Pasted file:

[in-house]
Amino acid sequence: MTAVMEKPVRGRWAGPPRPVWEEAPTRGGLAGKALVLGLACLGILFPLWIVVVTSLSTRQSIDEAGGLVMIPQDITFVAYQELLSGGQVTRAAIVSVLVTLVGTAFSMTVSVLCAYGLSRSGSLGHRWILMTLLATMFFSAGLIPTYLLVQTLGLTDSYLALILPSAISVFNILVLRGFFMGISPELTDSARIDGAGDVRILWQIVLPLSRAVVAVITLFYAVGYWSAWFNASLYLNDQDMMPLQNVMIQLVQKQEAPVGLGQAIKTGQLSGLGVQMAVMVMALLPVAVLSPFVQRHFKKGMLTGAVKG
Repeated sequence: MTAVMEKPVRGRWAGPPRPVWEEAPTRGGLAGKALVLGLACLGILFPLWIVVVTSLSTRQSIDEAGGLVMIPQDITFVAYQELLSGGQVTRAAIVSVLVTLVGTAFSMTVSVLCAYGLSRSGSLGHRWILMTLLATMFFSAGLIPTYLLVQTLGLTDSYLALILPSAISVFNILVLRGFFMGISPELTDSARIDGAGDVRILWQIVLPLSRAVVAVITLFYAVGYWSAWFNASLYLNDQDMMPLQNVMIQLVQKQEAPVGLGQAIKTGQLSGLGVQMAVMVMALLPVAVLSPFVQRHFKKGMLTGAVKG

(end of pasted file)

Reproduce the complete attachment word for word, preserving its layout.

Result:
[in-house]
Amino acid sequence: MTAVMEKPVRGRWAGPPRPVWEEAPTRGGLAGKALVLGLACLGILFPLWIVVVTSLSTRQSIDEAGGLVMIPQDITFVAYQELLSGGQVTRAAIVSVLVTLVGTAFSMTVSVLCAYGLSRSGSLGHRWILMTLLATMFFSAGLIPTYLLVQTLGLTDSYLALILPSAISVFNILVLRGFFMGISPELTDSARIDGAGDVRILWQIVLPLSRAVVAVITLFYAVGYWSAWFNASLYLNDQDMMPLQNVMIQLVQKQEAPVGLGQAIKTGQLSGLGVQMAVMVMALLPVAVLSPFVQRHFKKGMLTGAVKG
Repeated sequence: MTAVMEKPVRGRWAGPPRPVWEEAPTRGGLAGKALVLGLACLGILFPLWIVVVTSLSTRQSIDEAGGLVMIPQDITFVAYQELLSGGQVTRAAIVSVLVTLVGTAFSMTVSVLCAYGLSRSGSLGHRWILMTLLATMFFSAGLIPTYLLVQTLGLTDSYLALILPSAISVFNILVLRGFFMGISPELTDSARIDGAGDVRILWQIVLPLSRAVVAVITLFYAVGYWSAWFNASLYLNDQDMMPLQNVMIQLVQKQEAPVGLGQAIKTGQLSGLGVQMAVMVMALLPVAVLSPFVQRHFKKGMLTGAVKG